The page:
The Ducktators, by Sally Odgers

“You’re giving me a duck?”
“You liked it, didn’t you?”
“Of course.” Who wouldn’t like a fluffy little duckling? “It’s a dear little thing,” she said. “They’re no trouble. You just feed them and so on. And they’re good things to have in the garden.”

When Flip’s friend Duncan gives her a newly hatched duckling, Flip has no idea of the trouble she’s in for. After all, who could have thought that such a small animal would be so demanding of her time? This is no ordinary duck – it seems to be able to direct her telepathically to do its bidding. When Flip finally shares her problem with Duncan, he confesses that he’s having the same problem with his own duck. Together they search for a solution to the problem.

The Ducktators is a humorous look at the impact of some out of control pets taking control of their owner’s lives. Many young pet owners will realise it isn’t too much of a stretch on reality – with lots of spoilt pets able to manipulate their owners into doing their bidding. At 50 pages in length, it is a fairly quick read and so appealing for reluctant readers.

A clever offering.

The Ducktators, by Sally Odgers
Lulu, 2007

That's Why I Wrote this Song, by Susanne Gervay

I write because I write. I’ve always done it. Private, emotions-on-the-page lyrics. Not-to-show-anyone words. Lately it’s been spilling out. Flooding me. Sometimes the music screams at me, exploding into my mind. Lyrics and music. I can’t stop them.

Pip lives for music. Sometimes it is fun, other times it’s an escape from the real world, a world where Mum is scared and her dad is angry. Pip’s three friends love music too. Irina plays drums, but her Russian parents don’t approve. They want her to play the piano and study hard. Karen’s parents are divorced, and Karen has to move between them, left with no home, no space of her own. Without music she might well have nothing. Angie has a perfect life, but she loves music, too. The four girls are very different, but music brings them together.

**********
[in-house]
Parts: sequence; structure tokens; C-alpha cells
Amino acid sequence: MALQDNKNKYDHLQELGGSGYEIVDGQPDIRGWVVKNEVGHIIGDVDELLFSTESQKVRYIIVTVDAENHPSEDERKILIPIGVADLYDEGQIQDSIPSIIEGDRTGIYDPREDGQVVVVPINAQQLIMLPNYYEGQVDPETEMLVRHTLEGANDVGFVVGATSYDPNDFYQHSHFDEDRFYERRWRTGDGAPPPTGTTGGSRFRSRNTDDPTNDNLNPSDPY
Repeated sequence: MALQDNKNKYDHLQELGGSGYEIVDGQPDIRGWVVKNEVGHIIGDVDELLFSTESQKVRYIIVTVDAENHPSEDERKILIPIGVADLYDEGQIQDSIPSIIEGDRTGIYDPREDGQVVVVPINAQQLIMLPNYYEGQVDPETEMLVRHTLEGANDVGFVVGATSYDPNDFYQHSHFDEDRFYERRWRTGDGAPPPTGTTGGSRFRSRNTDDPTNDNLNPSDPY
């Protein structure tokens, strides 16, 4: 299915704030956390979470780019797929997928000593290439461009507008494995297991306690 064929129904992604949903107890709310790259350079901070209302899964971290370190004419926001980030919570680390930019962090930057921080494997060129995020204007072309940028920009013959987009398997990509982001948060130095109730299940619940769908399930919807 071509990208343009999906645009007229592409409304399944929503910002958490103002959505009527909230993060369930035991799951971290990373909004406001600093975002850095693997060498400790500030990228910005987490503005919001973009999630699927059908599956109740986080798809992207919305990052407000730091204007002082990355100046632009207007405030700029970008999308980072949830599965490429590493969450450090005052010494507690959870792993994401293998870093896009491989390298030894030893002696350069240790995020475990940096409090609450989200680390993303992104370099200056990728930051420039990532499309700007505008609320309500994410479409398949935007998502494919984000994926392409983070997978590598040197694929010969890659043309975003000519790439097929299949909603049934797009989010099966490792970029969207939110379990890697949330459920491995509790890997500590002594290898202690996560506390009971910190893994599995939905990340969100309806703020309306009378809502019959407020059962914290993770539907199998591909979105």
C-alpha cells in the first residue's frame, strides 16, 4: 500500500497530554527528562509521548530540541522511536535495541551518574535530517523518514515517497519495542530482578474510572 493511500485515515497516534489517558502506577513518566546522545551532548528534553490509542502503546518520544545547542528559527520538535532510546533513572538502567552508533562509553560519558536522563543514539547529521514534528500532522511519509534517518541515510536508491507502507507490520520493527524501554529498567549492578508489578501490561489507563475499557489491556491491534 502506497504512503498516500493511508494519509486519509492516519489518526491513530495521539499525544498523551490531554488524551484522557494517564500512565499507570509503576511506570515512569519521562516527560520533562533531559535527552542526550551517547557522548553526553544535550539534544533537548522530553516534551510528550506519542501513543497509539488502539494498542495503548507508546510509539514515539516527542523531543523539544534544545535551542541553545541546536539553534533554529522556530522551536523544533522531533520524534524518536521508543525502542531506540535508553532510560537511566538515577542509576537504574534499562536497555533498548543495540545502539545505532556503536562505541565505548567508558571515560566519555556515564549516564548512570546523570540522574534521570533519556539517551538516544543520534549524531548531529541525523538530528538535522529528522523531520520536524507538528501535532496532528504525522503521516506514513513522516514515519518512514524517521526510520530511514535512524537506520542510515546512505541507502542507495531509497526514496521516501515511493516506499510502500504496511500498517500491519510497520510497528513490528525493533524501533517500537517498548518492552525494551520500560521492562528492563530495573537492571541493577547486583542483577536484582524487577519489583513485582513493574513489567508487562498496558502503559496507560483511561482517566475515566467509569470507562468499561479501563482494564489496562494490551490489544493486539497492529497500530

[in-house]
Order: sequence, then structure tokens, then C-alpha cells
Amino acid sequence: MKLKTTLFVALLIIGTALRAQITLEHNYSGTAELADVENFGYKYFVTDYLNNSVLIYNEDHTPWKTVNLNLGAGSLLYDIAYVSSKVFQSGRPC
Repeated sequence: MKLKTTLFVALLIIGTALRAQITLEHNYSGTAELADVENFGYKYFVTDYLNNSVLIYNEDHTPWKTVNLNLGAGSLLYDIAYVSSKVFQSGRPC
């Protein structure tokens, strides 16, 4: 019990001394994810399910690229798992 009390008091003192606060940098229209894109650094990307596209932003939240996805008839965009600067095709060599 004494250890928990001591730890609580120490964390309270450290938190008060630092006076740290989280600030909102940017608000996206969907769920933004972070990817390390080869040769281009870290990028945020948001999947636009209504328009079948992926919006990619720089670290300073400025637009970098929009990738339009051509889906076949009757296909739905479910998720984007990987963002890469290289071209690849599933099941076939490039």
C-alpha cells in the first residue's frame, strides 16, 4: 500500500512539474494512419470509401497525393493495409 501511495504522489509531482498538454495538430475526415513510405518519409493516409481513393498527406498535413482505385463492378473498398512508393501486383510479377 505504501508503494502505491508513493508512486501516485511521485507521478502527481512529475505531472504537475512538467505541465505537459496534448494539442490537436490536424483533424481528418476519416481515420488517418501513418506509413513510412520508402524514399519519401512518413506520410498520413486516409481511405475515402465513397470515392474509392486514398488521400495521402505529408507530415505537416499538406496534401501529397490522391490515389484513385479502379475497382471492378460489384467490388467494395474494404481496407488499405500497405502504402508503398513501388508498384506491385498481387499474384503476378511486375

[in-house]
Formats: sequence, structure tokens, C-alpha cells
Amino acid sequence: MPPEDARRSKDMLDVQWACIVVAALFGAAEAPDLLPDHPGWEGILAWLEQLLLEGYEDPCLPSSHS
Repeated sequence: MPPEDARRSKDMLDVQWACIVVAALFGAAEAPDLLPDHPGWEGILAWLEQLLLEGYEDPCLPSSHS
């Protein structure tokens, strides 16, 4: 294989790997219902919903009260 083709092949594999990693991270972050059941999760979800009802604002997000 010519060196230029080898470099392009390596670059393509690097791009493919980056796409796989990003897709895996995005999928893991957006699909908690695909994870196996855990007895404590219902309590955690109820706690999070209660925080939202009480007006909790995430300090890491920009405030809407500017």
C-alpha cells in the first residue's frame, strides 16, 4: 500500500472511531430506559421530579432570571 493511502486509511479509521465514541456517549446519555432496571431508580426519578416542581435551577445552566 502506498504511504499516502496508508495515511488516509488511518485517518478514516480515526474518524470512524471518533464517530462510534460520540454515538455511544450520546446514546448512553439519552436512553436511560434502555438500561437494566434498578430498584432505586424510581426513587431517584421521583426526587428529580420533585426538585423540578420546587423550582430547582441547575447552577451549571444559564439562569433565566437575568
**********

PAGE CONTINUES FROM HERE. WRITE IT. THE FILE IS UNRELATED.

As they move through a tumultuous year of school, boys and family pressures, the girls form a band, Not Perfect. They will make their debut appearance at the mid-year school concert, and it will be unreal. Or will it be a failure? Pip wonders sometimes whether they’ll last until the concert.

That’s Why I Wrote This Song is an outstanding new young adult read, with the world of music and bands forming an absorbing backdrop for the dramas, big and small, of the four girls’ lives. Exploring teen issues including parent-child relationships, family roles, boyfriends, friendships and more, the story is an emotion-filled journey. The lyrics of the girls’ songs pepper the book, adding a new dimension to the story and providing an insight into the song-writing process.

That’s Why I Wrote This Song is the result of a collaboration between best-selling author Susanne Gervay and her daughter, Tory, who wrote the lyrics. In true family spirit, Susanne’s son, Jamie, also had input into the plot. For music fans, there is the added bonus that the two songs featured in the book can be downloaded from the publisher’s website, and a film clip viewed at the author’s website,

That’s Why I Wrote This Song is a brilliant book.

That’s Why I Wrote This Song, by Susanne Gervay
Harper Collins, 2007

griEVE, by Lizzie Wilcock

I pick up the lavender-scented mauve paper. It is from the stationery set I bought for her last Christmas. The scent still lingers. I inhale deeply, breathing in hope and joy, and pleasure that she has finally used my gift.
Then I open it and the sweet smell of flowers turns sour. I feel sick. I want to vomit. The paper trembles in my hands. Is this a joke? My mother loves to joke, especially when she is the only one laughing.